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  1. Abstract

    Pulsar timing arrays (PTAs) are Galactic-scale gravitational wave (GW) detectors consisting of precisely timed pulsars distributed across the sky. Within the decade, PTAs are expected to detect nanohertz GWs emitted by close-separation supermassive black hole binaries (SMBHBs), thereby opening up the low-frequency end of the GW spectrum for science. Individual SMBHBs which power active galactic nuclei are also promising multi-messenger sources; they may be identified via theoretically predicted electromagnetic (EM) signatures and be followed up by PTAs for GW observations. In this work, we study the detection and parameter estimation prospects of a PTA which targets EM-selected SMBHBs. Adopting a simulated Galactic millisecond pulsar population, we envisage three different pulsar timing campaigns which observe three mock sources at different sky locations. We find that an all-sky PTA which times the best pulsars is an optimal and feasible approach to observe EM-selected SMBHBs and measure their source parameters to high precision (i.e., comparable to or better than conventional EM measurements). We discuss the implications of our findings in the context of future PTA experiments with the planned Deep Synoptic Array-2000 and the multi-messenger studies of SMBHBs such as the well-known binary candidate OJ 287.

     
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  2. Abstract

    Recently, many different pulsar timing array (PTA) collaborations have reported strong evidence for a common stochastic process in their data sets. The reported amplitudes are in tension with previously computed upper limits. In this paper, we investigate how using a subset of a set of pulsars biases Bayesian upper limit recovery. We generate 500 simulated PTA data sets, based on the NANOGrav 11 yr data set with an injected stochastic gravitational-wave background (GWB). We then compute the upper limits by sampling the individual pulsar likelihoods, and combine them through a factorized version of the PTA likelihood to obtain upper limits on the GWB amplitude, using different numbers of pulsars. We find that it is possible to recover an upper limit (95% credible interval) below the injected value, and that it is significantly more likely for this to occur when using a subset of pulsars to compute the upper limit. When picking pulsars to induce the maximum possible bias, we find that the 95% Bayesian upper limit recovered is below the injected value in 10.6% of the realizations (53 of 500). Further, we find that if we choose a subset of pulsars in order to obtain a lower upper limit than when using the full set of pulsars, the distribution of the upper limits obtained from these 500 realizations is shifted to lower-amplitude values.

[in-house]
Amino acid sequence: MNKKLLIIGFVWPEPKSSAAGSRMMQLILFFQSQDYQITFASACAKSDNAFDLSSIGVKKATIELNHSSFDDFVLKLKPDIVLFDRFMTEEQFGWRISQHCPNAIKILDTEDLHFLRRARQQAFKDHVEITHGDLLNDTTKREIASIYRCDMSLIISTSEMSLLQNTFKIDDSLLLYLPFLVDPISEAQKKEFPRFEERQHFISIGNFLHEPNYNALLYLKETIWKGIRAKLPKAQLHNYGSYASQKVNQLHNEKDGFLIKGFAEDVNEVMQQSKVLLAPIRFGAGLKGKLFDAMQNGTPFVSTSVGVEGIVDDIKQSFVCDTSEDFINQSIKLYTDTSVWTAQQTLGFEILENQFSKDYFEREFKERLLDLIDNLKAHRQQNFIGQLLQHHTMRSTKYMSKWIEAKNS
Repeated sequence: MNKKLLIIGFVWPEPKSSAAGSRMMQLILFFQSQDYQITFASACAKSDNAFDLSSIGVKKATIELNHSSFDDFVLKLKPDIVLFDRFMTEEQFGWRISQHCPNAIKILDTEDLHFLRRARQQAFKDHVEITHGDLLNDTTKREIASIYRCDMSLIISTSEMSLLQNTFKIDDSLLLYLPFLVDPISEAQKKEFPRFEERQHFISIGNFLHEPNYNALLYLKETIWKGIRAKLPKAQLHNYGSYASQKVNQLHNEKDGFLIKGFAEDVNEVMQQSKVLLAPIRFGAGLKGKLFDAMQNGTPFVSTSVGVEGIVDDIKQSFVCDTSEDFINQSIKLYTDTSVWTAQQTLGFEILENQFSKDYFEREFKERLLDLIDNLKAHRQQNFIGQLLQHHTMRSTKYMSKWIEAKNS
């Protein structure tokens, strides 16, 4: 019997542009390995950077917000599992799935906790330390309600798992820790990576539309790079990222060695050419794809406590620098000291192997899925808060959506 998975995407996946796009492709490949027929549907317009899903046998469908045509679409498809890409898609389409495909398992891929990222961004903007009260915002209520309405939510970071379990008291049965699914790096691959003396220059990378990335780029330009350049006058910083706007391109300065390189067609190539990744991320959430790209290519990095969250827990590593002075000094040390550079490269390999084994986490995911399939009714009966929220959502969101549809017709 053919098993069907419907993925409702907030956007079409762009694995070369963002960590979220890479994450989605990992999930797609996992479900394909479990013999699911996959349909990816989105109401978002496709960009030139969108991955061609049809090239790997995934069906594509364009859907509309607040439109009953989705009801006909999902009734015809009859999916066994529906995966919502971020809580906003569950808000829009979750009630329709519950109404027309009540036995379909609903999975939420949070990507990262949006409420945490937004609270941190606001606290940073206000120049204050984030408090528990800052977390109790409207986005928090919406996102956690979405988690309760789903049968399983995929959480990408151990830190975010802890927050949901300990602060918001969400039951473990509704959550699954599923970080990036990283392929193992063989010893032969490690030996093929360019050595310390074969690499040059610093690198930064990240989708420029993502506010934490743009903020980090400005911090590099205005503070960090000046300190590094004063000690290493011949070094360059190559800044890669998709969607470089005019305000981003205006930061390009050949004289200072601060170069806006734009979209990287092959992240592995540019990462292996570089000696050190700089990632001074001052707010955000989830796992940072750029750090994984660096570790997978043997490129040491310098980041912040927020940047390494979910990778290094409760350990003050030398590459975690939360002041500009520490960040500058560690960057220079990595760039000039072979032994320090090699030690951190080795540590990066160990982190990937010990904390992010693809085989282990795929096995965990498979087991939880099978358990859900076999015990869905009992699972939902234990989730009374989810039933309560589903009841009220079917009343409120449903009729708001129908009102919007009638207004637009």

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  3. Abstract Pulsar timing array (PTA) experiments are becoming increasingly sensitive to gravitational waves (GWs) in the nanohertz frequency range, where the main astrophysical sources are supermassive black hole binaries (SMBHBs), which are expected to form following galaxy mergers. Some of these individual SMBHBs may power active galactic nuclei, and thus their binary parameters could be obtained electromagnetically, which makes it possible to apply electromagnetic (EM) information to aid the search for a GW signal in PTA data. In this work, we investigate the effects of such an EM-informed search on binary detection and parameter estimation by performing mock data analyses on simulated PTA data sets. We find that by applying EM priors, the Bayes factor of some injected signals with originally marginal or sub-threshold detectability (i.e., Bayes factor ∼1) can increase by a factor of a few to an order of magnitude, and thus an EM-informed targeted search is able to find hints of a signal when an uninformed search fails to find any. Additionally, by combining EM and GW data, one can achieve an overall improvement in parameter estimation, regardless of the source’s sky location or GW frequency. We discuss the implications for the multi-messenger studies of SMBHBs with PTAs. 
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